Feast of Friends
Eagle Rock Entertainment/ Eagle Vision/Shock
The Doors’ Feast of Friends was an impressionistic documentary feature made in 1968, shown a handful of times and then buried. So now it’s here on DVD for all to see and padded out with a few extras.
The original film – Feast of Friends – is just 40 minutes in length, but the DVD is worthwhile for fans due to the extras, including the obvious (outtakes and extra scenes) and a miscellany that actually presents the real value – an incredible live performance of The End recorded live in 1967 and The Doors Are Open a British TV documentary that originally aired in December of 1968.
All of this footage here captures The Doors in the middle-phase of their career, star still in ascendance.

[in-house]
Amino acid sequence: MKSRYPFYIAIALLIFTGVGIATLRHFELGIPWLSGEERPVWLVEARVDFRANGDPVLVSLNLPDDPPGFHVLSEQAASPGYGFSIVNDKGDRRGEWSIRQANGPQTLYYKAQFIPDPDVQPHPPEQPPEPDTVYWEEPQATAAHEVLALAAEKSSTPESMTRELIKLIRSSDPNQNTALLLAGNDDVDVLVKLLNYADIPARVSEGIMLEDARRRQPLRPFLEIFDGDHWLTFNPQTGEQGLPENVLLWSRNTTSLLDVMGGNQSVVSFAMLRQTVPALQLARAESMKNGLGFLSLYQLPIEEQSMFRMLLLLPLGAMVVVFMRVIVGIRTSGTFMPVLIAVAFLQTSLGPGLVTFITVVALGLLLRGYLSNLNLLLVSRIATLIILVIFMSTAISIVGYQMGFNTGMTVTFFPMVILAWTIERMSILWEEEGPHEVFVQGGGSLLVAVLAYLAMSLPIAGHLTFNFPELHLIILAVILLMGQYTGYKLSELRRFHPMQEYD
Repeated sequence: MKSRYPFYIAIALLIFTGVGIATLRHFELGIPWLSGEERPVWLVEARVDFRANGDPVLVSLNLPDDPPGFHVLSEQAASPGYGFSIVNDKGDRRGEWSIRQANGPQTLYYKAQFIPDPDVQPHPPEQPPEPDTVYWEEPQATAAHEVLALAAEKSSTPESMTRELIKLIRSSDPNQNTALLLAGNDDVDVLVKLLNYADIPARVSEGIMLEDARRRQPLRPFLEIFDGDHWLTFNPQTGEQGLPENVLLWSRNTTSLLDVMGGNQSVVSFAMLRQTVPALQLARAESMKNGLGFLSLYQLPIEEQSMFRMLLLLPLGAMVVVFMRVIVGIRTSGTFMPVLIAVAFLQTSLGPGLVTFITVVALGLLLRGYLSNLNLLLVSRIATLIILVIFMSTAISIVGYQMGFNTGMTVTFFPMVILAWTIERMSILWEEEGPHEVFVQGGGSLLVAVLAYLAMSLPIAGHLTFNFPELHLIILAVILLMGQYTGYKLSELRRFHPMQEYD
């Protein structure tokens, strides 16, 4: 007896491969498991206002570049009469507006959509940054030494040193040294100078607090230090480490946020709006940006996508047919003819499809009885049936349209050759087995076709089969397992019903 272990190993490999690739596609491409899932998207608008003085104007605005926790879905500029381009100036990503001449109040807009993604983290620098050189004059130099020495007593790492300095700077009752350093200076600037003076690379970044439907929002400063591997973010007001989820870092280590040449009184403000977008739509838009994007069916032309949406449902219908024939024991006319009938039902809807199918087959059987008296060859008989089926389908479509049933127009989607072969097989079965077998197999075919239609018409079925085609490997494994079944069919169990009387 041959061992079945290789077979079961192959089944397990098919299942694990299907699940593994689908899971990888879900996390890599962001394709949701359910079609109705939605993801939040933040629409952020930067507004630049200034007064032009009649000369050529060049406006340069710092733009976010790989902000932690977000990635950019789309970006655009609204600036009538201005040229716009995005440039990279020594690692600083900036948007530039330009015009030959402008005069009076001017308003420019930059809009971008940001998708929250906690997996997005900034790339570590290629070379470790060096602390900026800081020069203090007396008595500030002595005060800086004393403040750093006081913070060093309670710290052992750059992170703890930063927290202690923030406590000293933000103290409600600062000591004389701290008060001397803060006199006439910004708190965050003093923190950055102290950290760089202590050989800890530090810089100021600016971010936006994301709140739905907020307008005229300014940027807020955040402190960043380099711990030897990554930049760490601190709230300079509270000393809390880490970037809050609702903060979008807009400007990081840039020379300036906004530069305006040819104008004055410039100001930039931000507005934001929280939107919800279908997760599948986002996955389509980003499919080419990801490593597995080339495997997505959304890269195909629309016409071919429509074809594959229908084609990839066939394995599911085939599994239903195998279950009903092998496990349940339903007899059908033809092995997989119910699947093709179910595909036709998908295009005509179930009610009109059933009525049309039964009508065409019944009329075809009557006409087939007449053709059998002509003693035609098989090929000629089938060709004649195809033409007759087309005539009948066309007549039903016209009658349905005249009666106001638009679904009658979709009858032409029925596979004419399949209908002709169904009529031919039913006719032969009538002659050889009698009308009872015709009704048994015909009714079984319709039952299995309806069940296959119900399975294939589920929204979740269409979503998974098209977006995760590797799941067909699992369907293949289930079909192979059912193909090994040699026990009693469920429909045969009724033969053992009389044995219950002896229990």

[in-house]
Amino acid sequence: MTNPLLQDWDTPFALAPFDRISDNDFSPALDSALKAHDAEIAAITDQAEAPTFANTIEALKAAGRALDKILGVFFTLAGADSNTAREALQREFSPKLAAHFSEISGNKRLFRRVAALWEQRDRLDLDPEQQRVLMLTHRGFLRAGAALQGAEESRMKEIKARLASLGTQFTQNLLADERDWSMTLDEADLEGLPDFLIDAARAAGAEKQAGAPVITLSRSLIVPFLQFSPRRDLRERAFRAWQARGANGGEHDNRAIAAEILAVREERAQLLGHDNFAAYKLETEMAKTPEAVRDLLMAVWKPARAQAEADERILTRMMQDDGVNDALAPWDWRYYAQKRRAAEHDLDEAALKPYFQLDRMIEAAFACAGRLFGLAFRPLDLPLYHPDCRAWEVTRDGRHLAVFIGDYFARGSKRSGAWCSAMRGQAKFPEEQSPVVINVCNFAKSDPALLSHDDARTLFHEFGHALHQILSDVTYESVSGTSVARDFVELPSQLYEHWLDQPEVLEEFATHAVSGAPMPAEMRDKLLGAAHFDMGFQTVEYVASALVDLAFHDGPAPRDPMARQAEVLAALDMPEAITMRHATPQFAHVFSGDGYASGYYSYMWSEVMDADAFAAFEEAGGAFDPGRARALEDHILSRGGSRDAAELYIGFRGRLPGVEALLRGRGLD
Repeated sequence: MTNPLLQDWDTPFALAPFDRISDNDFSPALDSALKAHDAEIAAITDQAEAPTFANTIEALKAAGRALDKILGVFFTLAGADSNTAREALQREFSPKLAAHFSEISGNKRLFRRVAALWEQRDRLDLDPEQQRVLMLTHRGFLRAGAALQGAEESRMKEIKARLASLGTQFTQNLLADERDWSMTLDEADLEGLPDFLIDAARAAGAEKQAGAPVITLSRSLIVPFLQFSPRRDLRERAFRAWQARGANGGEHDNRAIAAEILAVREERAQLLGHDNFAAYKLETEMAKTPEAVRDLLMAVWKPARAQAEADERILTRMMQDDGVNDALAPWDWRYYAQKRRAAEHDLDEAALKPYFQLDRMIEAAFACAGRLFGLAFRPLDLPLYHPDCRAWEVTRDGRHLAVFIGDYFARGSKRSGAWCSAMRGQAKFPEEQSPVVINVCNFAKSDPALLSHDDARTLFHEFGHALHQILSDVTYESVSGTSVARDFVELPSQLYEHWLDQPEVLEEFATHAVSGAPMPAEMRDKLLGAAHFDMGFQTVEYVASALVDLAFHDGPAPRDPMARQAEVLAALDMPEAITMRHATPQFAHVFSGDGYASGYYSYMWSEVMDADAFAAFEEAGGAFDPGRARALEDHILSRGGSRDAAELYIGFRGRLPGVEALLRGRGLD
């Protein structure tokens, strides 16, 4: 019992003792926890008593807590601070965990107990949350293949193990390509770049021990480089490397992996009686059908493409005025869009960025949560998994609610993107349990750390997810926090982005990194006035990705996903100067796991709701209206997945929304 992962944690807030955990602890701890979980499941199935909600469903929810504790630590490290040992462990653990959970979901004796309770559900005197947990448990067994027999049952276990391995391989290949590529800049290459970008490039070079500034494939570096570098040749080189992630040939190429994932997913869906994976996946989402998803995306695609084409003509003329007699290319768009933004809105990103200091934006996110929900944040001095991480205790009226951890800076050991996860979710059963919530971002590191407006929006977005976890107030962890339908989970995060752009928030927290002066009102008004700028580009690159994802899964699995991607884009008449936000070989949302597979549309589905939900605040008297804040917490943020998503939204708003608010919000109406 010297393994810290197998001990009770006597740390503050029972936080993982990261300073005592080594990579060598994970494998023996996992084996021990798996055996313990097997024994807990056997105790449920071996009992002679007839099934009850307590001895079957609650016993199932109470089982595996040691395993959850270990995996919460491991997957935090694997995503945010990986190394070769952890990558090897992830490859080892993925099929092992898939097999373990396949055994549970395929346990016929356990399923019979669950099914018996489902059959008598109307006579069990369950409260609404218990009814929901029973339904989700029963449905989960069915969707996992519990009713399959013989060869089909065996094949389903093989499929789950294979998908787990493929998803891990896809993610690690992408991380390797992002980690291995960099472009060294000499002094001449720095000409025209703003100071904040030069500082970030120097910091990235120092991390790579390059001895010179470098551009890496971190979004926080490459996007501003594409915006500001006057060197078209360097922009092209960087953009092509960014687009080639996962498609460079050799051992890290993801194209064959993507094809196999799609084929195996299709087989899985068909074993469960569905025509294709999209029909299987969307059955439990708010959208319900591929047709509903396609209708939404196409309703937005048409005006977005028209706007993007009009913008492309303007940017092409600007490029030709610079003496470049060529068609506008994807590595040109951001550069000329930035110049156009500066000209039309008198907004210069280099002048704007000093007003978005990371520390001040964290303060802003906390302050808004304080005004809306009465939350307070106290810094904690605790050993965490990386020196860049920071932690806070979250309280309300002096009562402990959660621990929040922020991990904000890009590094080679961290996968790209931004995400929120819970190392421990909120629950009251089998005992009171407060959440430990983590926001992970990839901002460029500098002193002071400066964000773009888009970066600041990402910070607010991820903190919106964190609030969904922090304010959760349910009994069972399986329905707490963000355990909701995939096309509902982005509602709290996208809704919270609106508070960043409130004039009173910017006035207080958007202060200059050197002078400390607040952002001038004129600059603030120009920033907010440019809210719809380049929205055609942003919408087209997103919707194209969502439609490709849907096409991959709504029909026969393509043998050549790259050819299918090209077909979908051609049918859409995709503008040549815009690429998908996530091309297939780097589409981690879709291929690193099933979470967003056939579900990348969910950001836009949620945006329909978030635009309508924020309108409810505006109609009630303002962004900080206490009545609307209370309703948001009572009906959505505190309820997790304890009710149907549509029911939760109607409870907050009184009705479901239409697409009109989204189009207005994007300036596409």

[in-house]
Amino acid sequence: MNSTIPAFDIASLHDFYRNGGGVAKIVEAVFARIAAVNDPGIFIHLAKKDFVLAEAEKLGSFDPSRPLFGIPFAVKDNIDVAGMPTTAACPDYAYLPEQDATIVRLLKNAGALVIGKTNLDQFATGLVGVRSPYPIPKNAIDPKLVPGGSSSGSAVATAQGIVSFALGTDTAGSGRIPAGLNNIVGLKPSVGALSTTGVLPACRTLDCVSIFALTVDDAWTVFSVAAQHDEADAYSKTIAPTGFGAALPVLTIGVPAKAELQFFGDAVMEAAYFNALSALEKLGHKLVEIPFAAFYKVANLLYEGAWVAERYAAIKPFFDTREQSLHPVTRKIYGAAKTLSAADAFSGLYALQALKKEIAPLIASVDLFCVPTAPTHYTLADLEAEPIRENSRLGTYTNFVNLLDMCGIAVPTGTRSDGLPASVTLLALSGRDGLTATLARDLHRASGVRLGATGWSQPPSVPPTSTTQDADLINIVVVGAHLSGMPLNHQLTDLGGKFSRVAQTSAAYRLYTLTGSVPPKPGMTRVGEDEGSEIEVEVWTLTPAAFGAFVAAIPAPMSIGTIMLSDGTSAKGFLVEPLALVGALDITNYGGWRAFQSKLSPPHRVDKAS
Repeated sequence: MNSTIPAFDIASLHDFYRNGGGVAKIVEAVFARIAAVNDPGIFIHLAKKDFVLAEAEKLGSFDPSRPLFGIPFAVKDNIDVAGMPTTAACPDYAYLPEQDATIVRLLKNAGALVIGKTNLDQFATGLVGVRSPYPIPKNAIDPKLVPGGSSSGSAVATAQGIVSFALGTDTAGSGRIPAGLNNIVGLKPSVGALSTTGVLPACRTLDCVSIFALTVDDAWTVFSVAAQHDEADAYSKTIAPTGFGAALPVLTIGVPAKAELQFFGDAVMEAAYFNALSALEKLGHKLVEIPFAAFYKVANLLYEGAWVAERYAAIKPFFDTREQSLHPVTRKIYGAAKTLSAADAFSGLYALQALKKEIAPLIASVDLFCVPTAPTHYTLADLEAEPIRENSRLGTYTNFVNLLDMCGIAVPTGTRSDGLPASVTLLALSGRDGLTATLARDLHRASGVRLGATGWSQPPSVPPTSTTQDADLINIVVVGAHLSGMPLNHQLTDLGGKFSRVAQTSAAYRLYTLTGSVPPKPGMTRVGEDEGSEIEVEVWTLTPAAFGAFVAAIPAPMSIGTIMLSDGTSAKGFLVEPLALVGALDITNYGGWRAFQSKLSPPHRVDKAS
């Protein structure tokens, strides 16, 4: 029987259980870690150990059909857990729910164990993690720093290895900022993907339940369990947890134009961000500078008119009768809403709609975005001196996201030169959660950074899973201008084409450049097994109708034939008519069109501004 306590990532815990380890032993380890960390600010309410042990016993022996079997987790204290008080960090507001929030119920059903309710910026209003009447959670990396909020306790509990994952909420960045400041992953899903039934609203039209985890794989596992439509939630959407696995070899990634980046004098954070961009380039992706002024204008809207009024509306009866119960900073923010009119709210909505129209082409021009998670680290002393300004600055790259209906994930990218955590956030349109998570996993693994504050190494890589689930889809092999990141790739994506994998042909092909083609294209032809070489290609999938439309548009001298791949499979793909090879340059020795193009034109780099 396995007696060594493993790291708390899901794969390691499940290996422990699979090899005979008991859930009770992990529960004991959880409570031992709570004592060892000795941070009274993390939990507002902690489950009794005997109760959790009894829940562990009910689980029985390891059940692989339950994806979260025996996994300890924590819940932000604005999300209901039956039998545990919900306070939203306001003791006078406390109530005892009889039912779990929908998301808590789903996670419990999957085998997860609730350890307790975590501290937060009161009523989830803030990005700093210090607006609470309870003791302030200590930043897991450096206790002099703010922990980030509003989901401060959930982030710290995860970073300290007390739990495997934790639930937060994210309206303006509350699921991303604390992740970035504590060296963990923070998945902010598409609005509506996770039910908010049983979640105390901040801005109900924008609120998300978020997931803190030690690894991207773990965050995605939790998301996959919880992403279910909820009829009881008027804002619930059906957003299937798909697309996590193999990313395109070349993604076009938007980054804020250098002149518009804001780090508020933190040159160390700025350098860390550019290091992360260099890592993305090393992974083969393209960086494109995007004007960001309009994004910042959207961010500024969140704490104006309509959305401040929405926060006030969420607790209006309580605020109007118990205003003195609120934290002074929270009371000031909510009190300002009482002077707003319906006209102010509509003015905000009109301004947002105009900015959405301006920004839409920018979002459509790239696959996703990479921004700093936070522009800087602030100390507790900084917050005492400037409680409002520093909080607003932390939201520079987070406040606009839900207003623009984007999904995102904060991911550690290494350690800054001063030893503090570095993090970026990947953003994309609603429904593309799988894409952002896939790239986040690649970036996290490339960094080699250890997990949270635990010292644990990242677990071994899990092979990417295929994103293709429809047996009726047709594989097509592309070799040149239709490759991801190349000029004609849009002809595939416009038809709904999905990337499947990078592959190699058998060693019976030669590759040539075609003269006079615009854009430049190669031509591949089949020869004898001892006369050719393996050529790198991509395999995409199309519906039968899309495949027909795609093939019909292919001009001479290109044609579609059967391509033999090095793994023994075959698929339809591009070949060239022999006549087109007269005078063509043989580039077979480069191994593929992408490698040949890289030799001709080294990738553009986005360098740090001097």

The Feast of Friends doco is, frankly, waffle. A bore. The typical “tripped-out” take on the late 1960s that is so painfully of its time as to be unwatchable beyond the sake of curio; it holds no real weight.
But its scarcity – until this official release – is the selling factor. And fair enough. It’s the extra features on the disc that make this, as a whole, worth your time. (When was the last time you ever thought or said that? Who sticks around for the extra features these days?)
It won’t win over new fans – but Doors obsessives will have to have it.
And that’s where this review comes in…
I have TWO copies of The Doors: Feast of Friends to giveaway to lucky Off The Tracks readers. Just name your favourite Doors song in the comments-section below to be in with a chance to win. I’ll pick two lucky winners, each will receive a copy of the DVD.